Rachel Reetzke is a speech-language pathologist and an assistant professor of psychiatry and behavioral sciences at the Johns Hopkins University School of Medicine and at the Kennedy Krieger Institute’s Center for Autism and Related Disorders.
Reetzke earned her Ph.D. in communication sciences and disorders from the University of Texas at Austin, with focused training in auditory cognitive neuroscience methodology. She then completed postdoctoral training at the University of California, Davis MIND Institute (Medical Investigation of Neurodevelopmental Disorders) as a Health Resources and Services Administration (HRSA)-funded Leadership Education in Neurodevelopmental and Related Disabilities (LEND) postdoctoral fellow, where she received clinical research training in early assessment and intervention for infants at elevated likelihood for and toddlers with autism and other related neurodevelopmental disabilities.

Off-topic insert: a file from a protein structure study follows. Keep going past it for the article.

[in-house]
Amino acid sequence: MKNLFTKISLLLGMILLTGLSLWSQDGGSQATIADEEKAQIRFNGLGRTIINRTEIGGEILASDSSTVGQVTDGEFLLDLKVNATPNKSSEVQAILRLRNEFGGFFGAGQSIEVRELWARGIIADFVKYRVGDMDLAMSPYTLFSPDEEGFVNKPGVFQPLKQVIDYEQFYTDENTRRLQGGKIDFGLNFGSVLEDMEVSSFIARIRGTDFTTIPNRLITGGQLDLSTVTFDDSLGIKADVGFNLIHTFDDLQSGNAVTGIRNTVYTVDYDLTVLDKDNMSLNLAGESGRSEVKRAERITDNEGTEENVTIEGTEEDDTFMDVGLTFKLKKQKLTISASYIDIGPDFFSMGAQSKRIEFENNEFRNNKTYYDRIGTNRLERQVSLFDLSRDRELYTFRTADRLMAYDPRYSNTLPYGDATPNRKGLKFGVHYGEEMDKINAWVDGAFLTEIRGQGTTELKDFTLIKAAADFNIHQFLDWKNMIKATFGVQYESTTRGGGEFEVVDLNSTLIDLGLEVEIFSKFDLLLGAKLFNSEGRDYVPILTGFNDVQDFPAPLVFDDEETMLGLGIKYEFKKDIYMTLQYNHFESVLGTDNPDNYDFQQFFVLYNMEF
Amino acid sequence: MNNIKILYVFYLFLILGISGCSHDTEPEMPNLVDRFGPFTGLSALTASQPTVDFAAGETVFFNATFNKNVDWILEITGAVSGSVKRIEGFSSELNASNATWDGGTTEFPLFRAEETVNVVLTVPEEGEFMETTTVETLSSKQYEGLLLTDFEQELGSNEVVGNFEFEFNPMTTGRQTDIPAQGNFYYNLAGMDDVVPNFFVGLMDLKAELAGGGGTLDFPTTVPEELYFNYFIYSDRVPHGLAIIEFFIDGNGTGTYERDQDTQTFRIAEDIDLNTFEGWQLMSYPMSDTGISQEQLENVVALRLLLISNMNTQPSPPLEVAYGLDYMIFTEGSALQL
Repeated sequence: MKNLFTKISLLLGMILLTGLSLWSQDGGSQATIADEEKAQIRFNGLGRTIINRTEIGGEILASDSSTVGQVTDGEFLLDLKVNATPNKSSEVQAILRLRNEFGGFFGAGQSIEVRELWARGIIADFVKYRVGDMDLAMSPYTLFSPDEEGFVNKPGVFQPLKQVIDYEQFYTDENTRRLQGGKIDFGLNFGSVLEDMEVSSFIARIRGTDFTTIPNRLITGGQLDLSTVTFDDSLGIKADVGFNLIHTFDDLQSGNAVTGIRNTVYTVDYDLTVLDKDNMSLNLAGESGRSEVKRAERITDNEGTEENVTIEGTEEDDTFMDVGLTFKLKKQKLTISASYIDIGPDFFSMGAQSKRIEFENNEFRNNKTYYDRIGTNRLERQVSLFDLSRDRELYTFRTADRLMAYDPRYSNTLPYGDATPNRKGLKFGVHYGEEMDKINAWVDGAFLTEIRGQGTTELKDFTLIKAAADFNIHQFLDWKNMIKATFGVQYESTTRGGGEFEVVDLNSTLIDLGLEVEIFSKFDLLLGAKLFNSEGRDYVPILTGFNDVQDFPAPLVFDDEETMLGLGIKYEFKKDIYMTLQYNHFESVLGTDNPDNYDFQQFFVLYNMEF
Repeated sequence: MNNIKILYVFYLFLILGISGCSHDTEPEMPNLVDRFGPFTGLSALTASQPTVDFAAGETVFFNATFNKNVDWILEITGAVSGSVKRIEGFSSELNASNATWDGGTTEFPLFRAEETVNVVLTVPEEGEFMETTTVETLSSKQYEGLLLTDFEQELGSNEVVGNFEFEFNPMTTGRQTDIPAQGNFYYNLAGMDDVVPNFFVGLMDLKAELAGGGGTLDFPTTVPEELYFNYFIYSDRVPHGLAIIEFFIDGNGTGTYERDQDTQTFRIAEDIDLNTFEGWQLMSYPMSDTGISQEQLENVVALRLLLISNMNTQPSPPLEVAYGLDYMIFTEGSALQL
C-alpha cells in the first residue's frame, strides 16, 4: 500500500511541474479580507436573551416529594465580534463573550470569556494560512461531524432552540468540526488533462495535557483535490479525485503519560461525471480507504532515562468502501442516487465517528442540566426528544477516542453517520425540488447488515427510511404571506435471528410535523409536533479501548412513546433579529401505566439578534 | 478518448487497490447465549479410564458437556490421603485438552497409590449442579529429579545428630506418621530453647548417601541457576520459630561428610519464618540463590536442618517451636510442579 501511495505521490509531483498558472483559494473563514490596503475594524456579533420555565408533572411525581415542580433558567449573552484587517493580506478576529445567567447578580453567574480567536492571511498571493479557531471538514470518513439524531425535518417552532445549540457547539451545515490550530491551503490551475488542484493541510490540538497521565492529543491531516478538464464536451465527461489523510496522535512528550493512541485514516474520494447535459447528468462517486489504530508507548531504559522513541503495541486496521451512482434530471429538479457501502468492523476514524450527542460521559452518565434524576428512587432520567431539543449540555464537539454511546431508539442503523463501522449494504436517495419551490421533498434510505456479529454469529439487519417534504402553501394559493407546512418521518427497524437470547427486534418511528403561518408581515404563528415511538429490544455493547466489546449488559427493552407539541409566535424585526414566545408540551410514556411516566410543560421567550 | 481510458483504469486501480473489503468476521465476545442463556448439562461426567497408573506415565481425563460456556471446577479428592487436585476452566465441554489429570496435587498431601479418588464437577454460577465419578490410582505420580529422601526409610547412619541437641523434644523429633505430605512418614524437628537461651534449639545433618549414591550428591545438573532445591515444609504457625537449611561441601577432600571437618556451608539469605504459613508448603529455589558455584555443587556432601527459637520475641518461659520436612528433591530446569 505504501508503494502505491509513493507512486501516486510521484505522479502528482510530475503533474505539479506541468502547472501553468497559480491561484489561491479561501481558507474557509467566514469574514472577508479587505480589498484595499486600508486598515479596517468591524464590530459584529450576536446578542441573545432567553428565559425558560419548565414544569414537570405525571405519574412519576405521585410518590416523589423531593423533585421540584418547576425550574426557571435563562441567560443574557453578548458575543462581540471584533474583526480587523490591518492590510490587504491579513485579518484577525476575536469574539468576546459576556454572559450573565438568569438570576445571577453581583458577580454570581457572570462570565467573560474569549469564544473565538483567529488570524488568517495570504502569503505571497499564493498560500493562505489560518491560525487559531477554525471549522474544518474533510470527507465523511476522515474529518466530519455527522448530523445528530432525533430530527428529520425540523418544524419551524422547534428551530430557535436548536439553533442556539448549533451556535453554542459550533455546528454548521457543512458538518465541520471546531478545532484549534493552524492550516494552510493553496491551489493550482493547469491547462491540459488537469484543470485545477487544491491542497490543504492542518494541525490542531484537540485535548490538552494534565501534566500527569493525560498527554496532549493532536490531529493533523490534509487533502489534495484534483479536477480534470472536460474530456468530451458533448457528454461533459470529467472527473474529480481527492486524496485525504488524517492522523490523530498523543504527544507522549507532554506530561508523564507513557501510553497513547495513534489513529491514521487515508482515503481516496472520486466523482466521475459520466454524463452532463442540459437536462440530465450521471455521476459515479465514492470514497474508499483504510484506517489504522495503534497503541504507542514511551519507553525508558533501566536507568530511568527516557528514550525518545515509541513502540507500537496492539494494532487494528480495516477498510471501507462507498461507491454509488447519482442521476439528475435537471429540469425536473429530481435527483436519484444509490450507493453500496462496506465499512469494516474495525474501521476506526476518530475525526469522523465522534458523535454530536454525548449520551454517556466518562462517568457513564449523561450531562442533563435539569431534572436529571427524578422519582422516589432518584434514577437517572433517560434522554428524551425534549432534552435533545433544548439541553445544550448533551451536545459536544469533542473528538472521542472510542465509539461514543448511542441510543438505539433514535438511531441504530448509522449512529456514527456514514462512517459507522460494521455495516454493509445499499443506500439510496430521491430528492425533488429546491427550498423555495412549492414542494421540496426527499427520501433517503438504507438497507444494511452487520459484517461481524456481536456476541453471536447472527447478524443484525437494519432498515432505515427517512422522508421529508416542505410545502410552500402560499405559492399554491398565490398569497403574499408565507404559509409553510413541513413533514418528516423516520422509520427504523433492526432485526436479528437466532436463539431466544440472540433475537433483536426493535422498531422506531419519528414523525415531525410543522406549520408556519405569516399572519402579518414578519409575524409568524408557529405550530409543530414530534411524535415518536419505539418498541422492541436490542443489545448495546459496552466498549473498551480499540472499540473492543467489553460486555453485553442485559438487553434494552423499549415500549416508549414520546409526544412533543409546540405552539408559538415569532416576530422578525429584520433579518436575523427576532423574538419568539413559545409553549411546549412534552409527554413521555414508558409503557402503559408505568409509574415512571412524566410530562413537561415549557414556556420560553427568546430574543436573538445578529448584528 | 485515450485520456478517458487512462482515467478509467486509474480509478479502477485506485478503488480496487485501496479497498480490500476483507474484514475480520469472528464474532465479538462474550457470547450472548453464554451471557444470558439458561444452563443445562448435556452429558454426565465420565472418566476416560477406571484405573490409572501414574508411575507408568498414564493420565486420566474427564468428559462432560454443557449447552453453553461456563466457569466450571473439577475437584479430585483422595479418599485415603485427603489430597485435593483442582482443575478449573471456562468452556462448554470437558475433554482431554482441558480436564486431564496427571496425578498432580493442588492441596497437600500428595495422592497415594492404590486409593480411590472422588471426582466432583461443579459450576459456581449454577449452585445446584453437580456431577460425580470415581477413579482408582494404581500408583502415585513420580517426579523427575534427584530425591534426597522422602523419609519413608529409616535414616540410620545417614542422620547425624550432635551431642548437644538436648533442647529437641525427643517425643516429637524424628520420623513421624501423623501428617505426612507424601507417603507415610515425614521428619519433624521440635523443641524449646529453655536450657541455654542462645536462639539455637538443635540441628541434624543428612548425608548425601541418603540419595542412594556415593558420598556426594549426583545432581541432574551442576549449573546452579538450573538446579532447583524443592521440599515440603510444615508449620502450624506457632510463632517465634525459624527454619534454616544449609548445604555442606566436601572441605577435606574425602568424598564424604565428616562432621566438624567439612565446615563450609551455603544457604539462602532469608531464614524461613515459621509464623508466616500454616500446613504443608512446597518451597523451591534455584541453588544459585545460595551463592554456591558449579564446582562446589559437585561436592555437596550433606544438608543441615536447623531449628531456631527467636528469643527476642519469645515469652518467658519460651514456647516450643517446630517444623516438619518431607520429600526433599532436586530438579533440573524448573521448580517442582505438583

Leveraging behavioral, electrophysiological and novel machine learning approaches, Reetzke’s research focuses on characterizing early behavioral phenotypes and developmental trajectories and identifying early predictors of neurotypical and neurodivergent development in infants at elevated likelihood for and toddlers with autism. The long-term goal of this work is to inform the development of cost-effective, scalable, objective outcome measures and to elucidate optimal mechanistic targets and timing for early intervention. Reetzke’s current research is supported by grants from the United States Department of Defense, the Brain and Behavior Research Foundation, and the National Institutes of Health.